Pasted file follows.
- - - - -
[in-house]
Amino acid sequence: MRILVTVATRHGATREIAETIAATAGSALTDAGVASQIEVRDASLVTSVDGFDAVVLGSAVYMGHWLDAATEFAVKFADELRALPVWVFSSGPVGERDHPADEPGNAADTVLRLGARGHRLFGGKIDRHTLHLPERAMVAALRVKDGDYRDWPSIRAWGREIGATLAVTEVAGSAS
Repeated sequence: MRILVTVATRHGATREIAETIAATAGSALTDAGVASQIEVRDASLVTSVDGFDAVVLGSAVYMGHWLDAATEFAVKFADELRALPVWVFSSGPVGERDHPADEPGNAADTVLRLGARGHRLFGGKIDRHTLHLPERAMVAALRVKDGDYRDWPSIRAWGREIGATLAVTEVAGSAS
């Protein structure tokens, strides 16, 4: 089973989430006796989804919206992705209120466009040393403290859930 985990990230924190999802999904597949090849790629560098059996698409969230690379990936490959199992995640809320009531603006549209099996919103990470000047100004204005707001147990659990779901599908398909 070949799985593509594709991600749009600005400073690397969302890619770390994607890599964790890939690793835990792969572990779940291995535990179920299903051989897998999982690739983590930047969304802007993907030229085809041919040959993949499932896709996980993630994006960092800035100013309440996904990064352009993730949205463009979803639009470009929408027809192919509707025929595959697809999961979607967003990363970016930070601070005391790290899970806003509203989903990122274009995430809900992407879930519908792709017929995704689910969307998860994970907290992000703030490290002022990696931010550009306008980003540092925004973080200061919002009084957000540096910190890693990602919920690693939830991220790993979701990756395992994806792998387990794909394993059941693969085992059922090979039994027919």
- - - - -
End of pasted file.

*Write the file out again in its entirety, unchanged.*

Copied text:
[in-house]
Amino acid sequence: MRILVTVATRHGATREIAETIAATAGSALTDAGVASQIEVRDASLVTSVDGFDAVVLGSAVYMGHWLDAATEFAVKFADELRALPVWVFSSGPVGERDHPADEPGNAADTVLRLGARGHRLFGGKIDRHTLHLPERAMVAALRVKDGDYRDWPSIRAWGREIGATLAVTEVAGSAS
Repeated sequence: MRILVTVATRHGATREIAETIAATAGSALTDAGVASQIEVRDASLVTSVDGFDAVVLGSAVYMGHWLDAATEFAVKFADELRALPVWVFSSGPVGERDHPADEPGNAADTVLRLGARGHRLFGGKIDRHTLHLPERAMVAALRVKDGDYRDWPSIRAWGREIGATLAVTEVAGSAS
């Protein structure tokens, strides 16, 4: 089973989430006796989804919206992705209120466009040393403290859930 985990990230924190999802999904597949090849790629560098059996698409969230690379990936490959199992995640809320009531603006549209099996919103990470000047100004204005707001147990659990779901599908398909 070949799985593509594709991600749009600005400073690397969302890619770390994607890599964790890939690793835990792969572990779940291995535990179920299903051989897998999982690739983590930047969304802007993907030229085809041919040959993949499932896709996980993630994006960092800035100013309440996904990064352009993730949205463009979803639009470009929408027809192919509707025929595959697809999961979607967003990363970016930070601070005391790290899970806003509203989903990122274009995430809900992407879930519908792709017929995704689910969307998860994970907290992000703030490290002022990696931010550009306008980003540092925004973080200061919002009084957000540096910190890693990602919920690693939830991220790993979701990756395992994806792998387990794909394993059941693969085992059922090979039994027919």